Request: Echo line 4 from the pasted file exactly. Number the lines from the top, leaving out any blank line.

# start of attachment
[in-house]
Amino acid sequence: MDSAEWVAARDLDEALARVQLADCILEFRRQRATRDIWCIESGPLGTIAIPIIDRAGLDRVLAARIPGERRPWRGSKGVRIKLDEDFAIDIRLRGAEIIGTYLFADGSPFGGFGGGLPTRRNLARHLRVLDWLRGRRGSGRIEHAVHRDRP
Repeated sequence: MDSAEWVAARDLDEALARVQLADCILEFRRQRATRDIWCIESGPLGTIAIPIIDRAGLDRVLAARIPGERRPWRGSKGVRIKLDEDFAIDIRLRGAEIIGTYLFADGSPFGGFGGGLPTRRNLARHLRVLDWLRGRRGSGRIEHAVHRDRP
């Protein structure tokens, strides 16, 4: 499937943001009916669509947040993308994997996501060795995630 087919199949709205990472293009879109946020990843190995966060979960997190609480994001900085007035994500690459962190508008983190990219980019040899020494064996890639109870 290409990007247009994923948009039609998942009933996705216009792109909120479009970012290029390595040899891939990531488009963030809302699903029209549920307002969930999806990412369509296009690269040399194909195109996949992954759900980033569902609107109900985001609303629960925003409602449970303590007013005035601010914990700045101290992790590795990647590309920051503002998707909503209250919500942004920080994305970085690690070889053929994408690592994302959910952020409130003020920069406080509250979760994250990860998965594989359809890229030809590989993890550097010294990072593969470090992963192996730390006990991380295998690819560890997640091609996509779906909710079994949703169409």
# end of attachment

């Protein structure tokens, strides 16, 4: 499937943001009916669509947040993308994997996501060795995630 087919199949709205990472293009879109946020990843190995966060979960997190609480994001900085007035994500690459962190508008983190990219980019040899020494064996890639109870 290409990007247009994923948009039609998942009933996705216009792109909120479009970012290029390595040899891939990531488009963030809302699903029209549920307002969930999806990412369509296009690269040399194909195109996949992954759900980033569902609107109900985001609303629960925003409602449970303590007013005035601010914990700045101290992790590795990647590309920051503002998707909503209250919500942004920080994305970085690690070889053929994408690592994302959910952020409130003020920069406080509250979760994250990860998965594989359809890229030809590989993890550097010294990072593969470090992963192996730390006990991380295998690819560890997640091609996509779906909710079994949703169409």